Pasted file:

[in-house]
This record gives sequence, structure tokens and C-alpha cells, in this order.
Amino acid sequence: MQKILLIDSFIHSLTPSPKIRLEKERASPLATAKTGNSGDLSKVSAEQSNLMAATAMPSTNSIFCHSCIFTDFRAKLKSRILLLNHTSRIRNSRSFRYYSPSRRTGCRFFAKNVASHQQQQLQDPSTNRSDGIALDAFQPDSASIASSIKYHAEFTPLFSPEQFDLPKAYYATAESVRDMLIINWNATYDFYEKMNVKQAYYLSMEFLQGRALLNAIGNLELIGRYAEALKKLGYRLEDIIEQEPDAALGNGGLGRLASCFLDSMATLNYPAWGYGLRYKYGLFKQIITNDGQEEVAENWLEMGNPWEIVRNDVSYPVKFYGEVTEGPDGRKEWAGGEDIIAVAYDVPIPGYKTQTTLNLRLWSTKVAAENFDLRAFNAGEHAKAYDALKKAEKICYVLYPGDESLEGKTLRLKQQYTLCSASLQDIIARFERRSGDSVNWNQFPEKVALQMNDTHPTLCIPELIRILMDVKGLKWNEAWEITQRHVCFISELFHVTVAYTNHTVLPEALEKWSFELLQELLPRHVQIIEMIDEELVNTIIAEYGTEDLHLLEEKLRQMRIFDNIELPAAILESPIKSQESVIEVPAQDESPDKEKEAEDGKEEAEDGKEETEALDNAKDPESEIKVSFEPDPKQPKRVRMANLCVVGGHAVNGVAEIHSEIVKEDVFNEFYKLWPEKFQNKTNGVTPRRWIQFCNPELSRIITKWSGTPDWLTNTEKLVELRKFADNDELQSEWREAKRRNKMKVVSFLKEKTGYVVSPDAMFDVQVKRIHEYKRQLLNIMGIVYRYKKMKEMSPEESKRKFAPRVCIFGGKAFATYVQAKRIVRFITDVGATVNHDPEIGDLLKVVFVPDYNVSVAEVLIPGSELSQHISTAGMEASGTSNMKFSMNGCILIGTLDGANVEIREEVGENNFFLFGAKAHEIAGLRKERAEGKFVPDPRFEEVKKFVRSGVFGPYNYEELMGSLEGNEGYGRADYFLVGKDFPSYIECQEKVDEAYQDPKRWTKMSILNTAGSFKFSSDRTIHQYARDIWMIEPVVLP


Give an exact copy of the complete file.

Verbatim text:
[in-house]
This record gives sequence, structure tokens and C-alpha cells, in this order.
Amino acid sequence: MQKILLIDSFIHSLTPSPKIRLEKERASPLATAKTGNSGDLSKVSAEQSNLMAATAMPSTNSIFCHSCIFTDFRAKLKSRILLLNHTSRIRNSRSFRYYSPSRRTGCRFFAKNVASHQQQQLQDPSTNRSDGIALDAFQPDSASIASSIKYHAEFTPLFSPEQFDLPKAYYATAESVRDMLIINWNATYDFYEKMNVKQAYYLSMEFLQGRALLNAIGNLELIGRYAEALKKLGYRLEDIIEQEPDAALGNGGLGRLASCFLDSMATLNYPAWGYGLRYKYGLFKQIITNDGQEEVAENWLEMGNPWEIVRNDVSYPVKFYGEVTEGPDGRKEWAGGEDIIAVAYDVPIPGYKTQTTLNLRLWSTKVAAENFDLRAFNAGEHAKAYDALKKAEKICYVLYPGDESLEGKTLRLKQQYTLCSASLQDIIARFERRSGDSVNWNQFPEKVALQMNDTHPTLCIPELIRILMDVKGLKWNEAWEITQRHVCFISELFHVTVAYTNHTVLPEALEKWSFELLQELLPRHVQIIEMIDEELVNTIIAEYGTEDLHLLEEKLRQMRIFDNIELPAAILESPIKSQESVIEVPAQDESPDKEKEAEDGKEEAEDGKEETEALDNAKDPESEIKVSFEPDPKQPKRVRMANLCVVGGHAVNGVAEIHSEIVKEDVFNEFYKLWPEKFQNKTNGVTPRRWIQFCNPELSRIITKWSGTPDWLTNTEKLVELRKFADNDELQSEWREAKRRNKMKVVSFLKEKTGYVVSPDAMFDVQVKRIHEYKRQLLNIMGIVYRYKKMKEMSPEESKRKFAPRVCIFGGKAFATYVQAKRIVRFITDVGATVNHDPEIGDLLKVVFVPDYNVSVAEVLIPGSELSQHISTAGMEASGTSNMKFSMNGCILIGTLDGANVEIREEVGENNFFLFGAKAHEIAGLRKERAEGKFVPDPRFEEVKKFVRSGVFGPYNYEELMGSLEGNEGYGRADYFLVGKDFPSYIECQEKVDEAYQDPKRWTKMSILNTAGSFKFSSDRTIHQYARDIWMIEPVVLP